London Marathon

Having balloted the London marathon for years and years (lost count now) and not got in, I decided to start entering every competition under the sun. How surprised was I when a couple of months before VLM I got a message to ask if I would still be interested in a place? I was already running Brighton but I jumped at the chance. How could I say no to this once in a lifetime opportunity. It was a dream since before I could even run a mile to run London. Isn’t it everyone’s dream?

I was really excited but it wasn’t long before the nerves really stated to kick in. It was like preparing for your wedding day or some big exams or your driving test. I was petrified. The closer it got the more nervous I felt. I could barely eat the week before when I was supposed to be carb loading.

When I got to the Expo I bumped into a man who was obviously as lost as me in this ginormous building. Hey you look like a runner he said. I’ve no idea where I’m going though. So we bumbled along together to find our running numbers. Him excited, me nervous. Chatting about what we thought it might be like. When I saw where we’d pick our numbers up my stomach fell through the floor. I’ve got to run 26.2 miles tomorrow I thought. The fact I’d already done it the previous year and broken myself made this reality seem even worse. I wished my fellow runner friend good luck and we parted ways.

I was given my bag and number and entered ‘the Den’ of other runners. Some grinning, some green and some just completely lost. The Expo is like some weird running bazaar. Every nook and cranny a cornucopia of goodies to seduce you into buying something. 

I headed straight for the KT Tape stand. Buy some tape and get anything strapped for free. Anything? Well I got my knee done, just in case it gave me any grief. 26 miles is a long way. I headed over to the Aftershokz stand as just a couple of days before my headphones had split. The guys there just swapped them for a new pair. Amazing customer service. I picked up my goody bag and looked around, well the best I could in the masses of people. Saturday at the expo is busy. As I was looking Natalie and her family arrived and I headed over to meet them, shortly followed by Emma. They were also running the marathon and we certainly utilised the photos opportunities at the expo J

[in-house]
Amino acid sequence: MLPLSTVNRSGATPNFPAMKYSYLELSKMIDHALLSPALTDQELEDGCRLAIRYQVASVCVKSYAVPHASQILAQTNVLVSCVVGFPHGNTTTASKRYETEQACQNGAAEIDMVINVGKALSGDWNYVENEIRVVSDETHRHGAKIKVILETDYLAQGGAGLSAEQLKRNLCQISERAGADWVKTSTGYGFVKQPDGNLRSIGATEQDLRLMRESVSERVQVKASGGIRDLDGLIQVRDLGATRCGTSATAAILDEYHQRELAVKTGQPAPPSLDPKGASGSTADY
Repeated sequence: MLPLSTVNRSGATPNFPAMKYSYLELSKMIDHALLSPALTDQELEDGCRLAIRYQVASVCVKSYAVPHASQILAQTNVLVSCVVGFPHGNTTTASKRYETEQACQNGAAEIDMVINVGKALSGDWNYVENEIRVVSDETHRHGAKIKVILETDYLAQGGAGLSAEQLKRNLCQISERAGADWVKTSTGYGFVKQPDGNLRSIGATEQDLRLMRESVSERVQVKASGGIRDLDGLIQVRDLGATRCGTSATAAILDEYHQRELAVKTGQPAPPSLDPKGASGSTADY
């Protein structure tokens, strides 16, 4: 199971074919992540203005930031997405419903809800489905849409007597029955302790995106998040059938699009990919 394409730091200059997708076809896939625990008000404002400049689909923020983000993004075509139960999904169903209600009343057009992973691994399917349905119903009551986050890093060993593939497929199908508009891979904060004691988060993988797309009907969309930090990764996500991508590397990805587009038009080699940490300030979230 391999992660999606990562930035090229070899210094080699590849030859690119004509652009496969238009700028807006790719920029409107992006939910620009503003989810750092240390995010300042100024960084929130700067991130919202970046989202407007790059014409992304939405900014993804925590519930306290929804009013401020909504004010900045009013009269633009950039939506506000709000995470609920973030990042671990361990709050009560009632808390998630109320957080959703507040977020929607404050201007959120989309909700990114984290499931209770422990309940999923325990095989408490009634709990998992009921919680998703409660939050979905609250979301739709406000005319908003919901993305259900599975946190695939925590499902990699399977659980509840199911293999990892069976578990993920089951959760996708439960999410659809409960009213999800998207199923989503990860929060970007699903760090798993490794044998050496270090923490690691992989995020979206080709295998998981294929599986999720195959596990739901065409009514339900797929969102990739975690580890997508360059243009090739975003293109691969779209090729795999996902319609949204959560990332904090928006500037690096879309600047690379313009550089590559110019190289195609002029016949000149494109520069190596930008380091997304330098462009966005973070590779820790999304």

I headed back to my friends house at Bricket Wood who looked after me for the whole weekend. She cooked for me and made sure I was well looked after. I laid my marathon stuff out for the morning and tried to have an early night. I am not sure I actually slept at all.

In the morning we drove to Euston and parked up. We took a tube to London Bridge and I said goodbye to Paula. She’d let me know where to look out for her and I shuffled off with thousands of others onto a platform. I had to wait for a couple of trains but finally fitted onto one and got to Greenwich with plenty of time to spare. I wandered up a big hill with thousands and thousands of more people. It was surreal. Were this many people really running? I dropped my bag off at the baggage buses which worked like clockwork.

The obligatory queue for the loo ensues where I met a lovely girl. It was her first marathon and I think she was as nervous as me. She made me feel slightly less nervous. I discovered Natalie and Emma weren’t far away so went to say hello before moving onto the starting area. There I met some other lovely ladies. We chatted about charities, why we run, weeing yourself whilst running and other equally funny things for about 45 minutes until the start zone started to move. We wished each other good luck and edged very slowly to start. There was just not telling when the start was coming up as there was no line of sight as there were so many people.